Longford is now regarded as one of the top investment destinations in the country.
This recent information comes as Longford town alongside Birr in Co Offaly, Ballina, Co Mayo, Dundalk, Co Louth, Galway, Waterford and parts of Dublin are revealed to be among the top ten investor locations for new homes in the country.
According to the Central Statistics Office (CSO), investors have bought more homes than first-time buyers in almost half of all the markets with 37.2% of Longford properties purchased by investors.
These figures put pressure on the Government which is already grappling with a slow increase in delivery of new homes, coupled with political controversy over rising house prices and soaring rents which experts say are now at boom time levels.
An analysis of the figures released where first time buyers purchased 10 or more units showed that sales were largely focused in commuter towns that served cities.
The highest rate of sales for this cohort was in Dublin 22 which included Clondalkin where 70% of properties were sold to first time buyers.
It was followed by Balbriggan, Co Dublin; Athenry, Co Galway; Ashbourne, Co Meath, Middleton, Co Cork; Mallow, Co Cork and Glanmire, Co Cork.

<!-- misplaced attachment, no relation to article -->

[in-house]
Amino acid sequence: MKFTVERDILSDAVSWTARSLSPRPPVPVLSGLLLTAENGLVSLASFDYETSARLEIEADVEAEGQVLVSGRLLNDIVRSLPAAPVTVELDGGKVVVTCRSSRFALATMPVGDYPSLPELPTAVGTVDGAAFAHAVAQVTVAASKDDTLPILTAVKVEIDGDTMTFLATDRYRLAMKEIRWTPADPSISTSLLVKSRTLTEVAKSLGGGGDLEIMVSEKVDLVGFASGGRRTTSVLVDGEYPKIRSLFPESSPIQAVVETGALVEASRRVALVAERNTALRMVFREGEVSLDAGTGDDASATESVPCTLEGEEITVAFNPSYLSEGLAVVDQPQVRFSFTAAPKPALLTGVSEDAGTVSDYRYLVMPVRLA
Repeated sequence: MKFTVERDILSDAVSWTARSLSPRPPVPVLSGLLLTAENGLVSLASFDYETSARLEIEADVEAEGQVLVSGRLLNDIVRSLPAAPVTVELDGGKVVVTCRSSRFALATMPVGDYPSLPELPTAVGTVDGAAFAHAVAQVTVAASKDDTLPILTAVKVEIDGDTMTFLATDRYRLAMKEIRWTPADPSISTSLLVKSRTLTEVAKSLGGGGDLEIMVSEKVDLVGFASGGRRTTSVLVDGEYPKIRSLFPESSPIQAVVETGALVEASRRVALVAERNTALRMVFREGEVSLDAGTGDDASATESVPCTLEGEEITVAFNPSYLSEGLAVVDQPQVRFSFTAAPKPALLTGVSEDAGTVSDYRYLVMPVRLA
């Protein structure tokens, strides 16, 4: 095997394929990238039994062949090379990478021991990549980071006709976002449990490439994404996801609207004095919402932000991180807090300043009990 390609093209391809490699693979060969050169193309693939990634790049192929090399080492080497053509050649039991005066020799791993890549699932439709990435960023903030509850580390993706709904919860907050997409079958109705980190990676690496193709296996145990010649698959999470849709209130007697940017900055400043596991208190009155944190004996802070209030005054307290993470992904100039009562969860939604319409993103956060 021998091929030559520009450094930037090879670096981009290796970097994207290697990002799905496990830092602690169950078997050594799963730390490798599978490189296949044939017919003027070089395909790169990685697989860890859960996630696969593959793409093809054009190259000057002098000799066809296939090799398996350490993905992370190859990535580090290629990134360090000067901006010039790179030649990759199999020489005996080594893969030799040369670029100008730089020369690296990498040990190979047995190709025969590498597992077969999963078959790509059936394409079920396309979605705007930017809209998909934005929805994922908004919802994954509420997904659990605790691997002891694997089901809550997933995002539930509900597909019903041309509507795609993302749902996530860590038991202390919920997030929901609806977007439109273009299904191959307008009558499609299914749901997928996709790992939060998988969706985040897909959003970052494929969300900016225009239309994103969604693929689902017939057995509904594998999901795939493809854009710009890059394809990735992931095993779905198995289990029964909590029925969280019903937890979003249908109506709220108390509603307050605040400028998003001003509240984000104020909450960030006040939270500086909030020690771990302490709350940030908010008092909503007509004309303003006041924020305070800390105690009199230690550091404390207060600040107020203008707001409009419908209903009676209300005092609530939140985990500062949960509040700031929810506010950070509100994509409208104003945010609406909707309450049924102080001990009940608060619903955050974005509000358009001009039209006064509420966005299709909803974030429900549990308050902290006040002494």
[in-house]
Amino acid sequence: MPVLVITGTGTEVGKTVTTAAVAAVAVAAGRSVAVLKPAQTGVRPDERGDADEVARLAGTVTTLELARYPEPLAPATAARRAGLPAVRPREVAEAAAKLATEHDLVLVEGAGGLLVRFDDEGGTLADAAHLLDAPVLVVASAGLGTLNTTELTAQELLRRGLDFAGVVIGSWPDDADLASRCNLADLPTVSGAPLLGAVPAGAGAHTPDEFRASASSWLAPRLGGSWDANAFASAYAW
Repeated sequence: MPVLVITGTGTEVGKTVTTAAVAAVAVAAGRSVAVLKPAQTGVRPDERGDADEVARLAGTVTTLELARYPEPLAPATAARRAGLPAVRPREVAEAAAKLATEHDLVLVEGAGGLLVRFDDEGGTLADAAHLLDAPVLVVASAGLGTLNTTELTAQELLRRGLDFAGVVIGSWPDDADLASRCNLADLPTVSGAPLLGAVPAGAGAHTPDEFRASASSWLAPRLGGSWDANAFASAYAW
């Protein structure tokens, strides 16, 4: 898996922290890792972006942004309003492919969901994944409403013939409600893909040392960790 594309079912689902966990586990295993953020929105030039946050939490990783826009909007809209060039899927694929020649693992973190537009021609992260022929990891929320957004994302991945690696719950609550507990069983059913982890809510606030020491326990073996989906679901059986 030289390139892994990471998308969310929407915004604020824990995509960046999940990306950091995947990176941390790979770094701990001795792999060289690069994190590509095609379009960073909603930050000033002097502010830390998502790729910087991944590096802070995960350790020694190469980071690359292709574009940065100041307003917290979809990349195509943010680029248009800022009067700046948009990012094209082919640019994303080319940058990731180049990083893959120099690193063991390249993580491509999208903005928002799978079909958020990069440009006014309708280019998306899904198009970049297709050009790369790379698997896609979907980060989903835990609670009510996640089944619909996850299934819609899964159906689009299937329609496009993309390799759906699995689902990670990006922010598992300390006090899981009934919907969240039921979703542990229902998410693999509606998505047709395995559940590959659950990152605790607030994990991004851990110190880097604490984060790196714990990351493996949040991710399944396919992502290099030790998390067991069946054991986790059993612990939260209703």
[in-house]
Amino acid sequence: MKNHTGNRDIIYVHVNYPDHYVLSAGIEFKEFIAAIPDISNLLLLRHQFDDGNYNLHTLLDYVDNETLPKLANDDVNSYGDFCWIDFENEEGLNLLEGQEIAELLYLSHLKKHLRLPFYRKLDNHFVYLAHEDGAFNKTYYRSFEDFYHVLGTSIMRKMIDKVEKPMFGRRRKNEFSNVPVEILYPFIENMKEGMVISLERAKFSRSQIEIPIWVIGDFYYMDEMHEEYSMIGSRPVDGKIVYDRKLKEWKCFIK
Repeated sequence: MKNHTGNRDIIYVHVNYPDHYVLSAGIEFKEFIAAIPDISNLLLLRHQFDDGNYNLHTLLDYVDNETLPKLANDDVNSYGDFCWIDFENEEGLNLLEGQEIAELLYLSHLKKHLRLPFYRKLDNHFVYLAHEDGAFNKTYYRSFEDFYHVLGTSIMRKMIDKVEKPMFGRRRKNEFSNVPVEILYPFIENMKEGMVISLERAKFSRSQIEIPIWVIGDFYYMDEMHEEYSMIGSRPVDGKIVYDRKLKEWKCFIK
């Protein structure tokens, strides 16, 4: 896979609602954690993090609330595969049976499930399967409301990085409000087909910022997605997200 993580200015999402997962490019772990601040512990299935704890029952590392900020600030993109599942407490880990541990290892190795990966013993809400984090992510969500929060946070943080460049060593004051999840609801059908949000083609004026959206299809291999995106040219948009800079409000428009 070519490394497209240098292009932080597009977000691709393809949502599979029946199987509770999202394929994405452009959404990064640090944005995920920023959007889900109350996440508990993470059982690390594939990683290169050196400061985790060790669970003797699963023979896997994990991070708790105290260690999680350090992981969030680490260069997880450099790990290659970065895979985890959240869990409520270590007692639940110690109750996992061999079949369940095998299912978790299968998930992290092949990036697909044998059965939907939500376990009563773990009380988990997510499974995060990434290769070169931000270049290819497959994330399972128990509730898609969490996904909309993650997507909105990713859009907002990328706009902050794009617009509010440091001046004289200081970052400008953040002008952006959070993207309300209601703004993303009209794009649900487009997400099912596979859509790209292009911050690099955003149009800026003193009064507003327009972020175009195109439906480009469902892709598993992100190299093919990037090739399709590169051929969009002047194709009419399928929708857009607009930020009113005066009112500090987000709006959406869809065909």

In 11 other markets, more than 40% of the units were sold to first-time buyers, but as this group fled to the suburbs in search of a home, investors focused on homes in prime areas.
More that half of all properties purchased in Dublin 2 were bought by investors and 44% in Dublin 1.
Meanwhile, the average price of a house in Longford stands at €107,000 while it’s slightly down on the same period last year in Co Westmeath at €162,344; €154,330 in Co Offaly and €149,519 in Co Laois.
There was fewer than 5,300 properties for sale in Leinster in December and this, according to Daft.ie is a new low in a series that begun back in January 2009.
The fraction of Leinster properties finding a buyer within four months is 59% up slightly on the same time last year.
Although Longford house prices in the final three months of 2016 were 10% higher than a year previously, compared to a rise of 9% seen a year ago, the county remains the least expensive one in Ireland in which to buy a house.